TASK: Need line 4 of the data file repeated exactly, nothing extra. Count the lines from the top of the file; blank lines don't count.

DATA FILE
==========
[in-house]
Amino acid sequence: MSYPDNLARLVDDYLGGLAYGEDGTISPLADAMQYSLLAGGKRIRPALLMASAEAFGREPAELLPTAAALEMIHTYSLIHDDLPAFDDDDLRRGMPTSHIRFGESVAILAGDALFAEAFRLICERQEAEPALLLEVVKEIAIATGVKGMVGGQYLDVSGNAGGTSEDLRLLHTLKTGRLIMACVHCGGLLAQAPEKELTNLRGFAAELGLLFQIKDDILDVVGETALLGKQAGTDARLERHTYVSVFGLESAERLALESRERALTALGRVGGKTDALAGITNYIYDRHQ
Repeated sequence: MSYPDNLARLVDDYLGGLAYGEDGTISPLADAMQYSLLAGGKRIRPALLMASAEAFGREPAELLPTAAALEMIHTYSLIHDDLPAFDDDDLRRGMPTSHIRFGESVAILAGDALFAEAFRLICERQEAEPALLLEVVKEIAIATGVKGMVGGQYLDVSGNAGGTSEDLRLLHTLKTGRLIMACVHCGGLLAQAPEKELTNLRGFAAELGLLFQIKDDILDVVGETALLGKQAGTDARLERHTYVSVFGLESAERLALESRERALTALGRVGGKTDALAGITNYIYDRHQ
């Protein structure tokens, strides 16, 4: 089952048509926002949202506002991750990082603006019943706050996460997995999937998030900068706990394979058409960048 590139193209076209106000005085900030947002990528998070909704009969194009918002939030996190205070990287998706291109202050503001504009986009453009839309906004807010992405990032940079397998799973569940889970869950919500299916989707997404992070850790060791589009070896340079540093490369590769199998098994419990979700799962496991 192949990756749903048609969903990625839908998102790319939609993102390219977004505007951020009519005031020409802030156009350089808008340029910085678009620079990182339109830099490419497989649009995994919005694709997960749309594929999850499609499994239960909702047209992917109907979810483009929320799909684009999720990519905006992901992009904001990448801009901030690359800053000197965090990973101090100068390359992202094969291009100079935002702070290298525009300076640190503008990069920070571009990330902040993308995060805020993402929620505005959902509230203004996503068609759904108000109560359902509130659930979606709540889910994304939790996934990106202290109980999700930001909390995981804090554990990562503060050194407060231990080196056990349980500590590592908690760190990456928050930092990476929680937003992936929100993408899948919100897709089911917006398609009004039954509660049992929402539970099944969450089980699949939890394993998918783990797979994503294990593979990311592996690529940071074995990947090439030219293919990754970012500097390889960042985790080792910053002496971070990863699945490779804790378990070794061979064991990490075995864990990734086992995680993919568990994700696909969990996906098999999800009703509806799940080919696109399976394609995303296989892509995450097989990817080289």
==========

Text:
């Protein structure tokens, strides 16, 4: 089952048509926002949202506002991750990082603006019943706050996460997995999937998030900068706990394979058409960048 590139193209076209106000005085900030947002990528998070909704009969194009918002939030996190205070990287998706291109202050503001504009986009453009839309906004807010992405990032940079397998799973569940889970869950919500299916989707997404992070850790060791589009070896340079540093490369590769199998098994419990979700799962496991 192949990756749903048609969903990625839908998102790319939609993102390219977004505007951020009519005031020409802030156009350089808008340029910085678009620079990182339109830099490419497989649009995994919005694709997960749309594929999850499609499994239960909702047209992917109907979810483009929320799909684009999720990519905006992901992009904001990448801009901030690359800053000197965090990973101090100068390359992202094969291009100079935002702070290298525009300076640190503008990069920070571009990330902040993308995060805020993402929620505005959902509230203004996503068609759904108000109560359902509130659930979606709540889910994304939790996934990106202290109980999700930001909390995981804090554990990562503060050194407060231990080196056990349980500590590592908690760190990456928050930092990476929680937003992936929100993408899948919100897709089911917006398609009004039954509660049992929402539970099944969450089980699949939890394993998918783990797979994503294990593979990311592996690529940071074995990947090439030219293919990754970012500097390889960042985790080792910053002496971070990863699945490779804790378990070794061979064991990490075995864990990734086992995680993919568990994700696909969990996906098999999800009703509806799940080919696109399976394609995303296989892509995450097989990817080289």